By Bobby Harrison
Daily Journal Jackson Bureau
JACKSON – Negotiations will begin in earnest this week on developing a $19 billion state budget to fund everything from the public schools to highway construction and maintenance to health care.
The deadline for House and Senate negotiators to reach a budget deal is Saturday night. The deadline for that budget deal to be approved by both chambers of the Legislature is the following Monday, March 31.
But before deadlines can be met, House Speaker Philip Gunn, R-Clinton, said, “We have to know what the big number is.”
The big number the first-term speaker was referring to is the final estimate of the general fund revenue that will be available to appropriate this session for the budget year that begins July 1.
As chairman of the Legislative Budget Committee this session, Lt. Gov. Tate Reeves, who presides over the Senate, will decide if and when to call a meeting of legislative leaders to increase that revenue estimate – and thus increase the amount of money available to appropriate.
“We are looking at the revenue closely,” Reeves said. “We will make a final decision sooner rather than later.” Reeves said earlier this month that he anticipates the revenue estimate being raised.
Obviously, the Legislative Budget Committee will have to meet this week – preferably by mid-week – if the revenue estimate is to be raised, giving legislators more money to plug many needs that have arisen during the 2014 session.
For the current fiscal year, which ends June 30, revenue collections are more than $170 million over the estimate the Budget Committee adopted at the end of the 2013 session.
The state’s fiscal experts, who make a recommendation to the Legislative Budget Committee on whether to raise the estimate, have been discussing the issue. They will make a recommendation to the Budget Committee if Reeves calls a meeting.
The revenue estimate deals with the state general fund, which encompasses about $5.4 billion of the total state budget through taxes such as on income, retail items, casino earnings and corporate earnings. The general fund represents the portion of the budget where legislators have the most discretion in how they spend funds.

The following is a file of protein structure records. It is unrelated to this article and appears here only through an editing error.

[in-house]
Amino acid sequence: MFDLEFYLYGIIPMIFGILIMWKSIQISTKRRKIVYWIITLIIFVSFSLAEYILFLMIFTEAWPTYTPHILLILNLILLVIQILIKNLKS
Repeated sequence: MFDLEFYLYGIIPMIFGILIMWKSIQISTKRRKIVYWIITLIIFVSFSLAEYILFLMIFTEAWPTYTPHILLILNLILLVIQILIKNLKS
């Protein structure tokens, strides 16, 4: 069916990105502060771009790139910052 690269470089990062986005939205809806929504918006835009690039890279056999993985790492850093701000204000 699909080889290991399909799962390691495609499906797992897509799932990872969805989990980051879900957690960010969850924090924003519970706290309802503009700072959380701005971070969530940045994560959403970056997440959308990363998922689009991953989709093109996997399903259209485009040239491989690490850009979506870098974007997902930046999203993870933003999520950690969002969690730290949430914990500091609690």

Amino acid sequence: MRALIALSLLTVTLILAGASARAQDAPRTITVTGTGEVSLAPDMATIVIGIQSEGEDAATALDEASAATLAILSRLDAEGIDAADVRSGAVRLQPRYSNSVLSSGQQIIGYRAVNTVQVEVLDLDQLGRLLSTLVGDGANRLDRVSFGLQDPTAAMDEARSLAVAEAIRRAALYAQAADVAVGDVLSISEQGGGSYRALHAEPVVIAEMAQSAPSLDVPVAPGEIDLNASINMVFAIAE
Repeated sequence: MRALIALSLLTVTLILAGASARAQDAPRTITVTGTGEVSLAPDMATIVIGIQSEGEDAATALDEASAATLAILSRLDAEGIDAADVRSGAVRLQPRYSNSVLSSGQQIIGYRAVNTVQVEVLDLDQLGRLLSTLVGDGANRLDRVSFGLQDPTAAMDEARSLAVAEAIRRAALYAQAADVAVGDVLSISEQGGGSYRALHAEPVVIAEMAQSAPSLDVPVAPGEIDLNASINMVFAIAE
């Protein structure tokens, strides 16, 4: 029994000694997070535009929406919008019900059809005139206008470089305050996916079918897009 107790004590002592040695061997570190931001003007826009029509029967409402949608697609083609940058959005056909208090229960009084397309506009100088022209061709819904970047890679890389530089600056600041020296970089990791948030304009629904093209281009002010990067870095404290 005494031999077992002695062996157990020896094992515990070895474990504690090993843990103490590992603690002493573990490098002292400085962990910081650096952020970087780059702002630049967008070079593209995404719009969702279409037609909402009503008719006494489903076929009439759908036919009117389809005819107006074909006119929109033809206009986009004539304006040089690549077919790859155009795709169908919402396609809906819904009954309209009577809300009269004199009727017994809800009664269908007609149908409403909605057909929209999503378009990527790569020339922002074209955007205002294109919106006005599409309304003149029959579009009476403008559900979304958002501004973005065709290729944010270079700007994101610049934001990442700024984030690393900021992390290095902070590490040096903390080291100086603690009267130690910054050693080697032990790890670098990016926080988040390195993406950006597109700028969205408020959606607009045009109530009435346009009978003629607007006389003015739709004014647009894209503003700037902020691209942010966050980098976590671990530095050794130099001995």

The rest of the $19 billion budget includes federal funds, such as the federal government’s portion of the money for Medicaid, and special funds that are collected to fund a specific agency, such as the motor fuel tax to fund the Department of Transportation or a fee on barbers to fund their regulatory agency.
The additional funds will help Reeves and other legislative leaders accomplish their stated goal of not using one-time money to fund recurring expenses. Dating back to the 1990s, legislators have typically used various sources of one-time money, which always seem to be available in differing forms, to fund ongoing expenses.
But as legislative leaders try to accomplish the goal of eliminating the use of one-time money, they will have some obstacles. For instance, both chambers have passed teacher pay raise proposals that will take a sizable chunk out of the general fund. The larger Senate version, a $1,500 across-the-board raise starting July 1, would cost the state general fund $64 million. Gunn is on record supporting the larger Senate plan for the upcoming year.
Plus, the Senate over the objections of that chamber’s leadership, has stated its intention to add another $60 million to the Mississippi Adequate Education Program funding formula for local school districts.
In both chambers, the leadership has narrowly defeated efforts to provide a state employee pay raise.
Despite beating those efforts, Gunn said that in the coming days budget negotiators would be looking at whether money can be found for a state employee pay raise.
“All of us would like to do it,” Gunn said.
A $1,000 pay raise for state employees would cost the state general fund about $39 million.
Both state employees and teachers have not had across-the-board raises since 2007. But, according to the legislative leadership, numerous state agency directors have been able to find money in their budgets to provide raises to literally thousands of employees. Information is being gathered on which employees received raises.
Another item that is expected to be dealt with in the budget is providing $6.9 million for a new trooper school. That would fund an additional 60 troopers. Officials say the Department of Public Safety is about 150 troopers short of its desired level of staffing.
It will be easier to accomplish those goals if the revenue estimate is raised. But if it is not raised, the Legislature has the option of tapping into various reserve funds or sources of one-time money totaling more than $500 million.